After a couple of years there, she transferred to Portland State University and obtained a degree in graphic design in spring 2020, just as the pandemic was revving up. Her last PSU class was online only, she said.

Since then, Cejas has worked in design and branding for businesses including salons, spas and magazines, as well as pursuing her own painting projects. But, she said, there’s a special place in her heart for what’s called installation art — that is, large-scale, three-dimensional art that’s intended to transform a place.

Installation art is the opposite of an image inside a frame. It tends to be interactive and immersive, beckoning visitors to explore and experience with all their senses. Most top 10 lists of great art installations include Dale Chihuly’s Garden and Glass in Seattle. The Grant Street Pier and the Vancouver Land Bridge are local examples of permanent installation art.

“Space has always influenced me so much,” Cejas said. “It influences how all people feel, more than they realize. Your energy and mood can change, depending on the space, in very big ways — but also in small ways you don’t consciously notice.”

Free association

Cejas dreamed up an installation art project for her little house just as the coronavirus pandemic was hitting hard in early 2020, so the idea had to wait. This year, Cejas spent $2,000 and about five months shopping for colored lights, spray paint (as hard to find these days as toilet paper, she said) and strange decorations like the many heroic busts that seem to meet your gaze wherever you go inside the Haus.

“I used intentionally jarring and surprising imagery as a way to speak directly to the subconscious,” Cejas writes in an online artist’s statement. “Bright neon colors, shiny surfaces, and varied textures were implemented to stimulate and enhance the senses, as well as to play tricks on the mind with unexpected and illogical juxtapositions.”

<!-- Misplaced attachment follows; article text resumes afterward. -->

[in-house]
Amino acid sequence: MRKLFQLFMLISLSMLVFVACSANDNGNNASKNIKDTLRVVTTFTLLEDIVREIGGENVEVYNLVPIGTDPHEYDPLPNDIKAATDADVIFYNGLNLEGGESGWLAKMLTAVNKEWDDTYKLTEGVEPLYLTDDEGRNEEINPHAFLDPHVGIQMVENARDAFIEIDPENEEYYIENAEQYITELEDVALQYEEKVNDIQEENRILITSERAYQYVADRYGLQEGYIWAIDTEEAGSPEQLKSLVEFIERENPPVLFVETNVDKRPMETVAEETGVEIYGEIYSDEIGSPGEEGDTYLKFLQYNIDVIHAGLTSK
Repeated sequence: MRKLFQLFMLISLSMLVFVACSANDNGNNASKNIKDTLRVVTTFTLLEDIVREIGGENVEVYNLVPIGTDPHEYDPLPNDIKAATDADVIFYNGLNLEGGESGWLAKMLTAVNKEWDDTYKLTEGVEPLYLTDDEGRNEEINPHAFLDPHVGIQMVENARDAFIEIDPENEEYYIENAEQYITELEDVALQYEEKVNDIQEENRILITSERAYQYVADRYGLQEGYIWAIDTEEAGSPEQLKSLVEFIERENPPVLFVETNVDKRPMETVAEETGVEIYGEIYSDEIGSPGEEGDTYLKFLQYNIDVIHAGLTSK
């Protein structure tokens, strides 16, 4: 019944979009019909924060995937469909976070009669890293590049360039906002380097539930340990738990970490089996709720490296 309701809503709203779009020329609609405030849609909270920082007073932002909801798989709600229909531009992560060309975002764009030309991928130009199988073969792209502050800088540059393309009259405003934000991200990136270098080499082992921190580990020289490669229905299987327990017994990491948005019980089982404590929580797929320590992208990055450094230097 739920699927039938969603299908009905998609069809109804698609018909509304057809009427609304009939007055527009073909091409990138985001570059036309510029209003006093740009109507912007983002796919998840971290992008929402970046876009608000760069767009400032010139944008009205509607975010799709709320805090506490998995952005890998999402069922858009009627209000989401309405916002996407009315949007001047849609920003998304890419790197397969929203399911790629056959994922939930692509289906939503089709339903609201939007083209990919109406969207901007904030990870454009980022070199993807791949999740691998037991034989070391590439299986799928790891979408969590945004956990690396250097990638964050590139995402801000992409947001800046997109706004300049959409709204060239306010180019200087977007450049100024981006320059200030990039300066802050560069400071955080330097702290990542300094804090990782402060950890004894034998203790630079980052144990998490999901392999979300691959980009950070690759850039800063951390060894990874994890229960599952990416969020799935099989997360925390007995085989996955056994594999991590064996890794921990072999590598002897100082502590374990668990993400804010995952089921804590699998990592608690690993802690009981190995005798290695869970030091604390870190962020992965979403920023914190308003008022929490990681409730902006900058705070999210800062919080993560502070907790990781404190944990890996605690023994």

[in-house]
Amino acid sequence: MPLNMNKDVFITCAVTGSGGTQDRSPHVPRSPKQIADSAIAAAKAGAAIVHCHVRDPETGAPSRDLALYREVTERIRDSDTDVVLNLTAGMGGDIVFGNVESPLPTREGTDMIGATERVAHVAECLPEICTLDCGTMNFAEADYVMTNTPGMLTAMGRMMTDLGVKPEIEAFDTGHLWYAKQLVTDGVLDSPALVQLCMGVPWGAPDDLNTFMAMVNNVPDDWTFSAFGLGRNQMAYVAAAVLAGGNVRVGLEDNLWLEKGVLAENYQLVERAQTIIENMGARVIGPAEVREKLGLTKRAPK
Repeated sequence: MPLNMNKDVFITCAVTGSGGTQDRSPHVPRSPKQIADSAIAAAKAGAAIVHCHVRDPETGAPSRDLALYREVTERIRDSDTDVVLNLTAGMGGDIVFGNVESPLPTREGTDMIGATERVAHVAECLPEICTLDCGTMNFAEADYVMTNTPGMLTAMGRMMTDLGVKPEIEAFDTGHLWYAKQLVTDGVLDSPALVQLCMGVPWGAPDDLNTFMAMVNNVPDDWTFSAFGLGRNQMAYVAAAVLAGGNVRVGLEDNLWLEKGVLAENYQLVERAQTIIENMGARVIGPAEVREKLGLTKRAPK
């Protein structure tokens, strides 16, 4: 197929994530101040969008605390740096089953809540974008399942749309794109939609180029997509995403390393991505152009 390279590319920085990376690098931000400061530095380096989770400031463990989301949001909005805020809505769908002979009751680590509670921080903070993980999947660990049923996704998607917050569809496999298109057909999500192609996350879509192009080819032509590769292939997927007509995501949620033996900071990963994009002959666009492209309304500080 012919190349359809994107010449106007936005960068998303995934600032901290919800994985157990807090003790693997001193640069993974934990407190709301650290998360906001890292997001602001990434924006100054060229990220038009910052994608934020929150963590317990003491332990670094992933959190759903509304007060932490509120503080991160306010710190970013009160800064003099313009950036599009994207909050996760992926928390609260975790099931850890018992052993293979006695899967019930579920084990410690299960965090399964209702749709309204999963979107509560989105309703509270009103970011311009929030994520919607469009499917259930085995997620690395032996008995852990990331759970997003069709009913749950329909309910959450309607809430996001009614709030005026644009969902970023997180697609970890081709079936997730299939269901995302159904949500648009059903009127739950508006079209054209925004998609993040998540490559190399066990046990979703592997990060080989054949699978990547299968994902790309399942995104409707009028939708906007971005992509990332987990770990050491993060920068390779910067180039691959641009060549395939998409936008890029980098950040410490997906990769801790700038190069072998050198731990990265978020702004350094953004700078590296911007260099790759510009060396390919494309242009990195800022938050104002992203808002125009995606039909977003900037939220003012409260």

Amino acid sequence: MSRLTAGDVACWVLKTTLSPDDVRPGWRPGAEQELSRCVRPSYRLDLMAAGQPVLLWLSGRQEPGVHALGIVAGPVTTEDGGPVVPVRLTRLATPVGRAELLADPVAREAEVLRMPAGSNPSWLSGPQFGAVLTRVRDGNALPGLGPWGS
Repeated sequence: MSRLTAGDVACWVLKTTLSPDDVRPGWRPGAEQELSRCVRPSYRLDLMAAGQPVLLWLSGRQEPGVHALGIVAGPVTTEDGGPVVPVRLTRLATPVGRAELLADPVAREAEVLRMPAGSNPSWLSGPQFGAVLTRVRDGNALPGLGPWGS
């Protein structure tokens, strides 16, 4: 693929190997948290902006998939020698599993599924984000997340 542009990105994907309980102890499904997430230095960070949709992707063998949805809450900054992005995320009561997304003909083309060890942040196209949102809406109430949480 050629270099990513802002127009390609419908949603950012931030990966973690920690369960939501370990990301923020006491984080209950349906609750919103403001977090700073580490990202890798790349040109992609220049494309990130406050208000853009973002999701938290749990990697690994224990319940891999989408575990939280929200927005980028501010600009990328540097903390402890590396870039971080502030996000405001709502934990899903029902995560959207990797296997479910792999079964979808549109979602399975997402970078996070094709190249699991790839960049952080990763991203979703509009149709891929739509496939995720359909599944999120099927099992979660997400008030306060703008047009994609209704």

You can take a guided tour with the artist, who enjoys describing how the rooms line up with artistic themes as well as her own life story. For example, you’d never know unless she told you that the raw, cavelike “Gold Room” where the tour begins is where Cejas first began envisioning her own shiny artistic future.

Next is the kitchen, that classic too-small family gathering place, overstuffed with joy and energy: pink-and-black checkerboard on the floor, turntables on the stovetop, disco balls on the counter.

“I’m a child of the ’80s,” said Cejas, pointing out the rotary wall phone.

While the experience may get serious if you try, just plain fun is clearly the heart of the Haus of Luna. Look no further than the polka-dotted bathroom. Cejas applied every single dot by hand, she said.

“A bathroom is not seen as so glamorous, so I wanted to make it very fun,” she said. “Now it’s more like being inside a comic strip.”

But Cejas need not narrate your experience, she said. Visitors who want to find their own meanings and private insights are welcome to explore the Haus of Luna on their own, she said.

“You can see different versions of yourself in different ways,” she said. “It’s a journey of self-discovery and free association.”